Bill Gates commented that Hans Rosling’s book Factfulness: Ten Reason We’re Wrong About the World – And Why Things are Better Than You Think “is one of the most important books I’ve ever read”. He describes this brilliant book as an “indispensable guide to thinking clearly about the world”.

Rosling, in his lectures, TV and radio appearances, admitted that he was quite rude about the term “developing countries”. At the World Economic Forum in Davos, where the great and the good gather each year to shape the global, regional and industry agendas, Rosling was very clear with his audience. He believed the term “developing countries” created a gap that divides countries into two groups, but doesn’t help us understand the world in a practical way. Nor does it help businesses find opportunities.

After much statistical analysis, Rosling came up with a model for understanding all kinds of things, including consumer behaviour. He divided the world population into four levels. Those at Level 1 (1 billion people, who live in extreme poverty) want to move up to Level 2 and eventually up to Level 4. Those at Level 4 (1 billion people, who spend at least $32 a day) must struggle hard not to misunderstand the reality of the other 6 billion people in the world (those at levels 1–3).

Fact-based insights to understand the world
Rosling described how humans have the urge to divide things into distinct groups with nothing but an empty gap in between. But doing so distorts the data fundamentally. In 2005 he set up the Gapminder Foundation with a mission to fight devastating ignorance with a fact-based worldview. In 2015, he wrote Factfulness with his son and daughter-in-law. However, crisis struck when he was diagnosed with incurable cancer. In 2017, a few days before he died, he wrote to his publisher, “Our joint work is finally being turned into an enjoyable text that will help a global audience to understand the world”.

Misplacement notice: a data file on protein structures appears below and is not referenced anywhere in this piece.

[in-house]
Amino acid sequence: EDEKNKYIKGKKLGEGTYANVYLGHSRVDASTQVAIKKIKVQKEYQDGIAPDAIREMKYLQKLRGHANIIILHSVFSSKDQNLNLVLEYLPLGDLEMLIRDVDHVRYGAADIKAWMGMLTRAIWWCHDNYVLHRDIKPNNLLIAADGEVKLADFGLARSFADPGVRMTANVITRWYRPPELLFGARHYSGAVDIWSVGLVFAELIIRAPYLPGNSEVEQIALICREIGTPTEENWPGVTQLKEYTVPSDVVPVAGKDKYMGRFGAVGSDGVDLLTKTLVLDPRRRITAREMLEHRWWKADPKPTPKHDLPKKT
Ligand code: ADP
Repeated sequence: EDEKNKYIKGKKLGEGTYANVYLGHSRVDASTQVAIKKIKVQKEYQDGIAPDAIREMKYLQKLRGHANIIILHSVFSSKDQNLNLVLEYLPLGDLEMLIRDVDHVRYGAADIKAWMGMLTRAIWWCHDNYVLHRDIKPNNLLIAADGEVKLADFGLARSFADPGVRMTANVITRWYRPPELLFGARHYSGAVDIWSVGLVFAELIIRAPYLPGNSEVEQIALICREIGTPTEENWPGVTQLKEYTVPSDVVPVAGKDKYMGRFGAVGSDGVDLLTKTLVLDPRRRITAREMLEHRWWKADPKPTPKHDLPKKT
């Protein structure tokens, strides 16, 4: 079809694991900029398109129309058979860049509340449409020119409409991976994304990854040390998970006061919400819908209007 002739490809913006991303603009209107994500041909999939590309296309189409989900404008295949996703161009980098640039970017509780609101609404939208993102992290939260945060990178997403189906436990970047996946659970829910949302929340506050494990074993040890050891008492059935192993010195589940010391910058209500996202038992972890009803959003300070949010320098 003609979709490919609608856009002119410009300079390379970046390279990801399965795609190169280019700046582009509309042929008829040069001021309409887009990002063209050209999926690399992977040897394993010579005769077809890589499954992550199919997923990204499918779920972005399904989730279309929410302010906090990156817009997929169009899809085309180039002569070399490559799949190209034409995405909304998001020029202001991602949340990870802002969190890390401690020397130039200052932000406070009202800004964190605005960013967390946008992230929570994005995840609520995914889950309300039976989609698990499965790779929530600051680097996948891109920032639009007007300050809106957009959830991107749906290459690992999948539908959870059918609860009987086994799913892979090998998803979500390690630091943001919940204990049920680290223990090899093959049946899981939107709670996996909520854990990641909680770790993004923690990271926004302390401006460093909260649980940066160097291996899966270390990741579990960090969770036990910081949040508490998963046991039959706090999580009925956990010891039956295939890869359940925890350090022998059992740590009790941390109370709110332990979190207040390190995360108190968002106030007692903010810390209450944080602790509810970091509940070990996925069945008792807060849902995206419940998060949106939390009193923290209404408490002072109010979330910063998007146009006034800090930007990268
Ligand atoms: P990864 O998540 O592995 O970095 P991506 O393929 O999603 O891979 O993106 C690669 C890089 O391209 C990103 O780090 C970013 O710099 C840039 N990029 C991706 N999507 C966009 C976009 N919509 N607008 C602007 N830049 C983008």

As the UK moves towards Brexit, at Davies Hickman, we believe more fact-based insights and decisions are needed to drive our understanding and success in our new world. As organisations thrive to be more productive, we need to look towards thought leaders who can help us to understand the world in a practical way. But we need to be clear about which thought leaders we are going to respect and rely on. Who offers us clear thinking – a fact-based worldview that improves our vision? And what value do they offer?

Marketing and thought leaders’ credibility
In business and marketing, ‘thought leadership’ usually refers to a potentially winning strategy. According to Wikipedia, it is seen as a way of increasing or creating demand for a product or service. High-tech firms often publish analyses of the economic benefits of their products as a form of marketing.

Interestingly, a recent poll on Twitter by Tom Goodwin asked what job title or description makes someone immediately lose credibility when they use it in their LinkedIn or Twitter bio… Guess what came out top?

But it is wrong to let great thinkers such as Hans Rosling – a world-renowned thought leader – lose their immediate credibility based on a valid description of what he was. People need to understand, in a practical way, the difference between those great thought leaders who are a guide to thinking clearly about the world and others who describe themselves as thought leaders while spreading content that is unsubstantiated and/or has been tampered with to suit brand marketing and PR campaigns.

Media content that appears as reports, white papers, articles, infographics, videos, etc., which is neither fact-based nor involves statistical analysis, may be little more than PR-aped opinion leadership – and, if so, it rightly deserves to lose credibility.